At the beginning of XXth century capitalism has been transformed into imperialism. «In other words, the issue of oligarchy entails the question of imperialism.»6 Monopolists, who obtained control over all the main branches of economic life, were the ones to determine the vectors of domestic and foreign policies of the capital states. During that time, there was a fusion of industrial and loan capital. Banks became centers of accumulation and redistribution of the great mass of "depersonalized" capital. As a result, in a greater or lesser degree they started to control the activities of industrial and commercial companies (through account management, "holding system" personal union, the spread of stocks and bonds, the idea of ​​short-term and long-term credit). Formed the so-called "financial group", including a number of industrial and banking monopolies. The financial oligarchy had the opportunity to directly or indirectly control the state apparatus, the policy of the bourgeois monarch; for the sake of monopoly profit.The pursuit of super profits boost the export of capital to other countries where raw materials and labor were much cheaper. The second Industrial Revolution has «shifted the geographical focus of technological leadership away from Britain to a more dispersed locus, though leadership remained firmly the monopoly of the industrialized Western world.»7
«The colonial incorporation of Africa on a large scale began with France's conquest of Algeria in 1830, which at the same time more than before released Europe's internal economic and industrial tensions as colonialist forces and peaked in High Imperialism between 1870 and World War I.»8 Bribing the upper stratum of the «labor aristocracy,» due to the unlimited exploitation of the colonial nations, the financial capital was obtained through a policy of "divide and rule». The monopoly unions, which exported the goods and capital, became international, and came together in an agreement to divide the world into «spheres of influence.»The economic division of the world has consequently lead to the territorial division among the great powers. By the end of the XIX century the latter was actually completed. The question about the redistribution of colonies and spheres of influence was on the agenda. The imperialistic rivalry has increased. The militarization of the economy has taken a huge scale. Diversion of a significant proportion of production capacity for unproductive military spending meant the decay of the capitalist system, turning it into a direct obstacle to the development of the productive forces.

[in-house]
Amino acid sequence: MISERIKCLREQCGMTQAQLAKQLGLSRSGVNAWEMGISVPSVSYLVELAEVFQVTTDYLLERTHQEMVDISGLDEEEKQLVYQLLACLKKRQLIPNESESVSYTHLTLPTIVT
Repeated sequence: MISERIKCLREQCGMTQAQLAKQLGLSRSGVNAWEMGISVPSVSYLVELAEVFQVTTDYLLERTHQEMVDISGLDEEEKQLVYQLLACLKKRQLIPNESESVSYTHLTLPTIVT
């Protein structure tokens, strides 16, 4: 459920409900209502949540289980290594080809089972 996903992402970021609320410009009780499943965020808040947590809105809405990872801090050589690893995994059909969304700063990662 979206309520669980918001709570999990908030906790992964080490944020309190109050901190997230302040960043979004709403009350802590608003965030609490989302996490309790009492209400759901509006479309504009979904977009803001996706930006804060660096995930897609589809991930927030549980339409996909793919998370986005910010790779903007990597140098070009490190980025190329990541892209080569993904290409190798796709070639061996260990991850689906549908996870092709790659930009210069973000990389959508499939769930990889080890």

Once one understands the real nature of imperialism, he should start looking differently at the all the positive impacts the ruling state might have on its colony, since imperialism itself is not a
positive phenomenon. «Imperialism is a depraved choice of national life, imposed by self-seeking interests which appeal to the lusts of quantitive acquisitiveness and of forceful domination surviving in a nation from early centuries of animal struggle for existence. Its adoption as a policy implies a deliberate renunciation of that cultivation of the higher inner qualities which for a nation as for an individual constitutes the ascendency of reason over brute impulse. It is the besetting sin of all successful States, and its penalty is unalterable in the order of nature.»9

Notes

Halsall, Paul. «Modern History Sourcebook: The Benefits of British Rule, 1871.» http://legacy.fordham.edu/halsall/mod/1871britishrule.asp, January 1, 1998. (Accessed April 6, 2015.)
Jones, Jim. «Europe and Africa in the 19th Century.» http://courses.wcupa.edu/jones/his312/lectures/19thcent.htm, January 1, 2010 (Accessed April 6, 2015.)
Lenin, Vladimir. Imperialism: The Highest Stage of Capitalism. Sydney: Resistance Books, 1999.
«The New Imperialism.»http://www.suu.edu/faculty/ping/pdf/TheNewImperialism.pdf, (Accessed April 6, 2015.)
Olson-Raymer, Dr. Gayle. «The American Quest for Empire», http://users.humboldt.edu/ogayle/hist111/empire.html, (Accessed April 6, 2015.)
Cain, P.J., and Mark Harrison. Imperialism: Critical Concepts in Historical Studies. Vol. II. Taylor&Francis, 2001, 172.
Mokyr, Joel. «The Second Industrial Revolution, 1870-1914.» http://faculty.wcas.northwestern.edu/~jmokyr/castronovo.pdf, August 1, 1998 (Accessed April 6, 2015.)
Stuchtey, Benedikt. «Colonialism and Imperialism, 1450-1950-EGO.» http://ieg-ego.eu/en/threads/backgrounds/colonialism-and-imperialism/benedikt-stuchtey-colonialism-and-imperialism-1450-1950, January 24, 2011. (Accessed April 6, 2015.)
Hobson, J.A. Imperialism: A Study. New York: Cosimo, 2006, 368.

Bibliography

Cain, P.J., and Mark Harrison. Imperialism: Critical Concepts in Historical Studies. Vol. II. Taylor&Francis, 2001.
Halsall, Paul. «Modern History Sourcebook: The Benefits of British Rule, 1871.» http://legacy.fordham.edu/halsall/mod/1871britishrule.asp, January 1, 1998. (Accessed April 6, 2015.)
Hobson, J.A. Imperialism: A Study. New York: Cosimo, 2006.
Jones, Jim. «Europe and Africa in the 19th Century.» http://courses.wcupa.edu/jones/his312/lectures/19thcent.htm, January 1, 2010 (Accessed April 6, 2015.)
Lenin, Vladimir. Imperialism: The Highest Stage of Capitalism. Sydney: Resistance Books, 1999.
Mokyr, Joel. «The Second Industrial Revolution, 1870-1914.» http://faculty.wcas.northwestern.edu/~jmokyr/castronovo.pdf, August 1, 1998 (Accessed April 6, 2015.)
Olson-Raymer, Dr. Gayle. «The American Quest for Empire», http://users.humboldt.edu/ogayle/hist111/empire.html, (Accessed April 6, 2015.)
Stuchtey, Benedikt. «Colonialism and Imperialism, 1450-1950-EGO.» http://ieg-ego.eu/en/threads/backgrounds/colonialism-and-imperialism/benedikt-stuchtey-colonialism-and-imperialism-1450-1950, January 24, 2011. (Accessed April 6, 2015.)
«The Age of Imperialism». http://www.tamaqua.k12.pa.us/cms/lib07/PA01000119/Centricity/Domain/119/TheAgeofImperialism.pdf, (Accessed April 6, 2015.)
«The New Imperialism.»http://www.suu.edu/faculty/ping/pdf/TheNewImperialism.pdf, (Accessed April 6, 2015.)